Sunday, September 21
Emma Bedford of the National Gallery brings Patrick Murphy, exhibitions director of the Royal Hibernian Academy in Dublin for morning coffee. Charming and articulate, Murphy's previous experience was as director of the Institute of Contemporary Art at the University of Pennsylvania, where he worked with such artists as Rachel Whiteread, Bill Viola and Andres Serrano. He is planning an exchange between Irish and South African artists. This is Patrick's first preparatory visit, with a view to eventually holding an exhibition in Dublin at the RHA in 2005 followed by one at the SANG the following year.
Hear most disturbing news tonight. Mgcineni Sobopha, popularly known as Pro, (an occasional writer for ArtThrob) was picked up by the police last night on his way home and was beaten up so badly that a rib pierced a lung which has now collapsed. He is in Groote Schuur Hospital. His exhibition is supposed to open at the AVA tomorrow night.
Monday, September 22
Work on the street signs all day, with the help of Julia and an Irish intern called Terry. Finish them.
The opening at the AVA. The news of Pro is that he was badly injured but is all right. Apparently he was walking home when the police van stopped and called to him to get in the back. When he refused, they got out, dragged him in and beat him up. He will be laying a charge against the police. There is talk of a protest outside the Woodstock police station on Wednesday. At the opening, Julie McGee has a video camera set up so people can record messages to take back to Pro in hospital.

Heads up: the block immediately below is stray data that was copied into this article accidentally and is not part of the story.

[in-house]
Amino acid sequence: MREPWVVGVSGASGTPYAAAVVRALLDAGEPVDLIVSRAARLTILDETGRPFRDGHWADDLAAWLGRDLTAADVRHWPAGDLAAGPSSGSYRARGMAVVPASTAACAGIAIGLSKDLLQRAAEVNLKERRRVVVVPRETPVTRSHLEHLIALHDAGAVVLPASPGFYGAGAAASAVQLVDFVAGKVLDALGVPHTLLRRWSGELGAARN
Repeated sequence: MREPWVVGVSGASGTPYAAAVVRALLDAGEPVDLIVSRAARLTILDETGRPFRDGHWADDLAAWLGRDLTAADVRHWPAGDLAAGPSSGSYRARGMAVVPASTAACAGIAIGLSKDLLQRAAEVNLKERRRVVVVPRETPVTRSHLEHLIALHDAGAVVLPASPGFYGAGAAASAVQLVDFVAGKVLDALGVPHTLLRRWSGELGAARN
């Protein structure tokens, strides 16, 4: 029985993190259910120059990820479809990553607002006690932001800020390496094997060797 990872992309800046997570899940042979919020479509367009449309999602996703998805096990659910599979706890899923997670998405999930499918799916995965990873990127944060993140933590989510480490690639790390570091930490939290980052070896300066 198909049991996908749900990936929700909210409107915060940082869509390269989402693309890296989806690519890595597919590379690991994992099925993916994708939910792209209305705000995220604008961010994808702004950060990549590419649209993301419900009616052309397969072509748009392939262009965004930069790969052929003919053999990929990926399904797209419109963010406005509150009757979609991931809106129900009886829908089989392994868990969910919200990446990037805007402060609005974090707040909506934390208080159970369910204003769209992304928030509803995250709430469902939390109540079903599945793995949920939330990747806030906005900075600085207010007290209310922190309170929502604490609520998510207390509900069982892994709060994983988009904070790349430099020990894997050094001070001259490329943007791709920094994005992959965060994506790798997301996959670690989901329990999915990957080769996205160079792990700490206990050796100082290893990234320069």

Tuesday, September 23
Greatmore Studios artist in residence Czechoslokian Jan Vicar, shortly to leave the country, is showing slides of his work tonight. His current work, wall sized woodcut images, printed in layers of colour, hang around the room. How on earth did he make such large scale works? Jan takes me into his studio. The man has treated the floor as a giant woodblock, cutting and incising his images into it, then inking up the floor, placing his paper facedown, and transferring the image by rubbing the back of the paper with a wooden spoon. The results are impressive.